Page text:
Royton (Warship Adoption)

Oral Answers to Questions — Royal Navy – in the House of Commons at 12:00 am on 11th October 1944.

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Photo of Sir Harold Sutcliffe Sir Harold Sutcliffe , Royton 12:00 am, 11th October 1944

asked the First Lord of the Admiralty if his attention has been called to the financial adoption by Royton in Warships Week of the sloop "Sparrow"; whether this ship was in existence at that date or has since been constructed; and if he can make a statement on the subject.

Mr. Alexander:

When the Warship Weeks adoption scheme was introduced, in order to meet all the requests from local authorities, it was necessary to include in the scheme not only completed ships but also those under construction or in the new building programme but not yet laid down. At the time of her adoption by Royton and district H.M.S. "Sparrow" was in the third category. Since then developments in the war situation have caused changes in priority which have very much delayed the completion of H.M.S. "Sparrow," and I am afraid that it will still be some considerable time before she is ready to sail the seas. I appreciate the disappointment which this long delay has caused to the people who so generously adopted this ship, and have therefore offered them a frigate in her place which has already seen active service. I understand from a letter of 5th September from the town clerk that the council have accepted this offer. I hope that the link between this vessel and the people of Royton will be close and friendly.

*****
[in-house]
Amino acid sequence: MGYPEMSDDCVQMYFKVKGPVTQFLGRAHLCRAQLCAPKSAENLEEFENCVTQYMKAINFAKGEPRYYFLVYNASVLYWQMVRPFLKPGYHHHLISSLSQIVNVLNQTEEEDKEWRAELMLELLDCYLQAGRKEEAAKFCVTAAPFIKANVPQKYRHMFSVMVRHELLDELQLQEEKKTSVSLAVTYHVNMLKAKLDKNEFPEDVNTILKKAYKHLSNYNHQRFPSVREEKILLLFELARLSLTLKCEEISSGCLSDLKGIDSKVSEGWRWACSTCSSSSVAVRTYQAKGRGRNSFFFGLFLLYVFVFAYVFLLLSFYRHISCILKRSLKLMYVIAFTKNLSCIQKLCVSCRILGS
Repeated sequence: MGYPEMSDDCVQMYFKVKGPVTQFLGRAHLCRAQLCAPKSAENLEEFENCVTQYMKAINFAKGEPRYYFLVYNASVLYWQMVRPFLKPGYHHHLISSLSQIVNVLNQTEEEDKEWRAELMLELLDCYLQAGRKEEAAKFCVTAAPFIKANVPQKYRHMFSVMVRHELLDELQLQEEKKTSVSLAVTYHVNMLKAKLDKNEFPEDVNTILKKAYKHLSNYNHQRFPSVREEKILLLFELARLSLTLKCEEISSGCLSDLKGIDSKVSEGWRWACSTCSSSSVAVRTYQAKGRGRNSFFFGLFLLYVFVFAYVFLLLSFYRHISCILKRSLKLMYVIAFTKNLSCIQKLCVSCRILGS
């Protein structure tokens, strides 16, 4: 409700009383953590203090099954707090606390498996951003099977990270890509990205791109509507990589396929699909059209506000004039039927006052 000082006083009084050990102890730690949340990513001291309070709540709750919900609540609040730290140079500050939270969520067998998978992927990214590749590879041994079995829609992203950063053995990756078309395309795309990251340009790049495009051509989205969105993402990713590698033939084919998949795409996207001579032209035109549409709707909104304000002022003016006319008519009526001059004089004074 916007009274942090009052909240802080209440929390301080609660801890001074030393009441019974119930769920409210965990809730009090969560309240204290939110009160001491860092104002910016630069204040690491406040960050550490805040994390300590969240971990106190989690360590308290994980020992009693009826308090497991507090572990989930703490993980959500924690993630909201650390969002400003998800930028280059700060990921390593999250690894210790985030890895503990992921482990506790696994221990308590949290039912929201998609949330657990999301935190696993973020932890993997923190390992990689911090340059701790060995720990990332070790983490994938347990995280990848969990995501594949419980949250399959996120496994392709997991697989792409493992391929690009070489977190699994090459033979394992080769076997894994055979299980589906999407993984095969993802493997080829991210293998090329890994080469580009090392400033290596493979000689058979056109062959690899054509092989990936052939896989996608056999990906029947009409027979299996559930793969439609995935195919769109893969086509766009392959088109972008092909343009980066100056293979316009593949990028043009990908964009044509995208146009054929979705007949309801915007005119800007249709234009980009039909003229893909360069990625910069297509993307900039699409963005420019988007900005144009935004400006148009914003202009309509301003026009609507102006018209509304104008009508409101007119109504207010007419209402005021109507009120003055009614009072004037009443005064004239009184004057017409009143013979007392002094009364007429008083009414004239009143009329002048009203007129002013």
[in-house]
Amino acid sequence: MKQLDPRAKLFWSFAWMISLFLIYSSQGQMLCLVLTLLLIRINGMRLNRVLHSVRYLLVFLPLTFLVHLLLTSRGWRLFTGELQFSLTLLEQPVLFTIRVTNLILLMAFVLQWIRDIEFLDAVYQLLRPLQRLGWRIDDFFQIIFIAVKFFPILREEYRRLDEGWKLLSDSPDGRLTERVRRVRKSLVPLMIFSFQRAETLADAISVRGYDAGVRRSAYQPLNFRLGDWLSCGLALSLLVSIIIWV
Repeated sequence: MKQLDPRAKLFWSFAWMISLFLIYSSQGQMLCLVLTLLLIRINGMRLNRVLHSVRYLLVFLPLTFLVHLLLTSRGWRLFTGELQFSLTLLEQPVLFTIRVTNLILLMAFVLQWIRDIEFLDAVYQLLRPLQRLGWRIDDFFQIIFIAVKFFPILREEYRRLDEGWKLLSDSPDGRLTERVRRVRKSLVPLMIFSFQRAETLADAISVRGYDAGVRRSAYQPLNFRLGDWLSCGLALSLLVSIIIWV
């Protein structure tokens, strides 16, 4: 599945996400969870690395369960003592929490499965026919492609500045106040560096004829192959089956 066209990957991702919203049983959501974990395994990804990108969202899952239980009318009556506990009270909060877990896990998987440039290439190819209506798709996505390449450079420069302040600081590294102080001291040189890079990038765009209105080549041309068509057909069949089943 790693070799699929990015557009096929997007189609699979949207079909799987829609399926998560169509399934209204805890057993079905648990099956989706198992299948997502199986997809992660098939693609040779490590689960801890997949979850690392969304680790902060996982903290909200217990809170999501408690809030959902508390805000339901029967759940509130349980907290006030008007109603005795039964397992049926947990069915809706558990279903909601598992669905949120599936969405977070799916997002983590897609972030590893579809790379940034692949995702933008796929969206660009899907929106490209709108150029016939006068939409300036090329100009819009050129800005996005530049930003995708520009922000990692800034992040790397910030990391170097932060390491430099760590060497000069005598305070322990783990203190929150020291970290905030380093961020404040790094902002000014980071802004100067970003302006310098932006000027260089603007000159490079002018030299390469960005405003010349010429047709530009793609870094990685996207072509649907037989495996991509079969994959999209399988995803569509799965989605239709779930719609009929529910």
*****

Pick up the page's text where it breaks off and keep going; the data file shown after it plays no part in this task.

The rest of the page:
Photo of Sir Harold Sutcliffe Sir Harold Sutcliffe , Royton

Is the First Lord of the Admiralty aware that, as a result of the hope expressed in a letter of July, 1942, by the Lords Commissioners of the Admiralty, that a lasting association might be formed between the townspeople and the ship, school children have been writing continuously ever since and no notification whatever was given by the Admiralty for two years, until in July of this year the council made inquiries; and should not some notification have been given previously?

Mr. Alexander:

I certainly think it was unfortunate that a confidential notice was not sent earlier that the ship had not been proceeded with so rapidly.

Photo of Mr Herbert Williams Mr Herbert Williams , Croydon South

Is not the right hon. Gentleman aware that even a worse fate has befallen H.M.S. "Firework"?

Mr. Alexander:

Certainly not, Sir.